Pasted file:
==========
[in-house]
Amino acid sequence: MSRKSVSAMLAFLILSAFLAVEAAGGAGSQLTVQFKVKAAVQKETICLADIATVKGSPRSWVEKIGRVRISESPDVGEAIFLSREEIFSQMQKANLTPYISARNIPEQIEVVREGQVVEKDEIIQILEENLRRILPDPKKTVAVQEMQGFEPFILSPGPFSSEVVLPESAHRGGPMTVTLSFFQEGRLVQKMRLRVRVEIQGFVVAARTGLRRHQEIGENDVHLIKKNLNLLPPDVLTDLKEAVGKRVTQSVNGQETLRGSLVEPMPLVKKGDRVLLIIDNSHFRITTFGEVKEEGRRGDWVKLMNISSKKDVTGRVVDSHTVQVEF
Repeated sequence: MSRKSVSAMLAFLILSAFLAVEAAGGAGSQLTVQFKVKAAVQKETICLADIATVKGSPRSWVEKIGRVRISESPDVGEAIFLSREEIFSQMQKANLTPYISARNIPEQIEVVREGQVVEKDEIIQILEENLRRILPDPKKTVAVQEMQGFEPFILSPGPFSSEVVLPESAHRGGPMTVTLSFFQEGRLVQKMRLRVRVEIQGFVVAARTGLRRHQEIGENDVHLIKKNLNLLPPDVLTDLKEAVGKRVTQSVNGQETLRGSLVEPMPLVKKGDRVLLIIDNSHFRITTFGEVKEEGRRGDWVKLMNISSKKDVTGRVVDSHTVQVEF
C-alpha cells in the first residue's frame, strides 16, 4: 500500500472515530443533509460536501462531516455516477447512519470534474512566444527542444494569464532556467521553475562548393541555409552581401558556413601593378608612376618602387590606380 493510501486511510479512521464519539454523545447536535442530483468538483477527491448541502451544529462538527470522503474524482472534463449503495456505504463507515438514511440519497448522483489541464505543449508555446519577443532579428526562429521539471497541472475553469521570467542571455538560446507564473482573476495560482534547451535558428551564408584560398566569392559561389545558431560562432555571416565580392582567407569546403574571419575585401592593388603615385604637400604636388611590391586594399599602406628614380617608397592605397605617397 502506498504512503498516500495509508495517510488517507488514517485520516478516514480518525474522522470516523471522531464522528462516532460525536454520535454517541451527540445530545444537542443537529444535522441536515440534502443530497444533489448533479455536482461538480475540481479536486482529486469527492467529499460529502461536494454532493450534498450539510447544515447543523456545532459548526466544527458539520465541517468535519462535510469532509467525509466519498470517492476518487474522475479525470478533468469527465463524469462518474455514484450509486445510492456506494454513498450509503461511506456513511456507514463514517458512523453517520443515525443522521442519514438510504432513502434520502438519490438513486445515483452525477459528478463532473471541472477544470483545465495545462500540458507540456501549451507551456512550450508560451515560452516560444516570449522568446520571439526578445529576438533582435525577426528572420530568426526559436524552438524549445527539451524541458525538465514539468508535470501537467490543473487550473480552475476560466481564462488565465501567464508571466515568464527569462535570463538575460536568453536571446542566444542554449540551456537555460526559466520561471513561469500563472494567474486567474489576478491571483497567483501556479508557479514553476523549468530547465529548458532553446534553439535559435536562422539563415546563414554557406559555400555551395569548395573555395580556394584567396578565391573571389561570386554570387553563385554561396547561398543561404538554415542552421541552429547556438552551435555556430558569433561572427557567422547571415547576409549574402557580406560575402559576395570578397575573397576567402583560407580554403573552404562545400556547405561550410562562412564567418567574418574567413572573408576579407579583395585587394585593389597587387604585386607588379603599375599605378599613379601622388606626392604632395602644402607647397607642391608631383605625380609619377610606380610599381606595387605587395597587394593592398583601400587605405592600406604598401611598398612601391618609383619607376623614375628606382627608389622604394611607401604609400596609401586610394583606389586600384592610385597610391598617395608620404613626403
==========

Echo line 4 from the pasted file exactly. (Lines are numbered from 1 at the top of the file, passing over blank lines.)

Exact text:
C-alpha cells in the first residue's frame, strides 16, 4: 500500500472515530443533509460536501462531516455516477447512519470534474512566444527542444494569464532556467521553475562548393541555409552581401558556413601593378608612376618602387590606380 493510501486511510479512521464519539454523545447536535442530483468538483477527491448541502451544529462538527470522503474524482472534463449503495456505504463507515438514511440519497448522483489541464505543449508555446519577443532579428526562429521539471497541472475553469521570467542571455538560446507564473482573476495560482534547451535558428551564408584560398566569392559561389545558431560562432555571416565580392582567407569546403574571419575585401592593388603615385604637400604636388611590391586594399599602406628614380617608397592605397605617397 502506498504512503498516500495509508495517510488517507488514517485520516478516514480518525474522522470516523471522531464522528462516532460525536454520535454517541451527540445530545444537542443537529444535522441536515440534502443530497444533489448533479455536482461538480475540481479536486482529486469527492467529499460529502461536494454532493450534498450539510447544515447543523456545532459548526466544527458539520465541517468535519462535510469532509467525509466519498470517492476518487474522475479525470478533468469527465463524469462518474455514484450509486445510492456506494454513498450509503461511506456513511456507514463514517458512523453517520443515525443522521442519514438510504432513502434520502438519490438513486445515483452525477459528478463532473471541472477544470483545465495545462500540458507540456501549451507551456512550450508560451515560452516560444516570449522568446520571439526578445529576438533582435525577426528572420530568426526559436524552438524549445527539451524541458525538465514539468508535470501537467490543473487550473480552475476560466481564462488565465501567464508571466515568464527569462535570463538575460536568453536571446542566444542554449540551456537555460526559466520561471513561469500563472494567474486567474489576478491571483497567483501556479508557479514553476523549468530547465529548458532553446534553439535559435536562422539563415546563414554557406559555400555551395569548395573555395580556394584567396578565391573571389561570386554570387553563385554561396547561398543561404538554415542552421541552429547556438552551435555556430558569433561572427557567422547571415547576409549574402557580406560575402559576395570578397575573397576567402583560407580554403573552404562545400556547405561550410562562412564567418567574418574567413572573408576579407579583395585587394585593389597587387604585386607588379603599375599605378599613379601622388606626392604632395602644402607647397607642391608631383605625380609619377610606380610599381606595387605587395597587394593592398583601400587605405592600406604598401611598398612601391618609383619607376623614375628606382627608389622604394611607401604609400596609401586610394583606389586600384592610385597610391598617395608620404613626403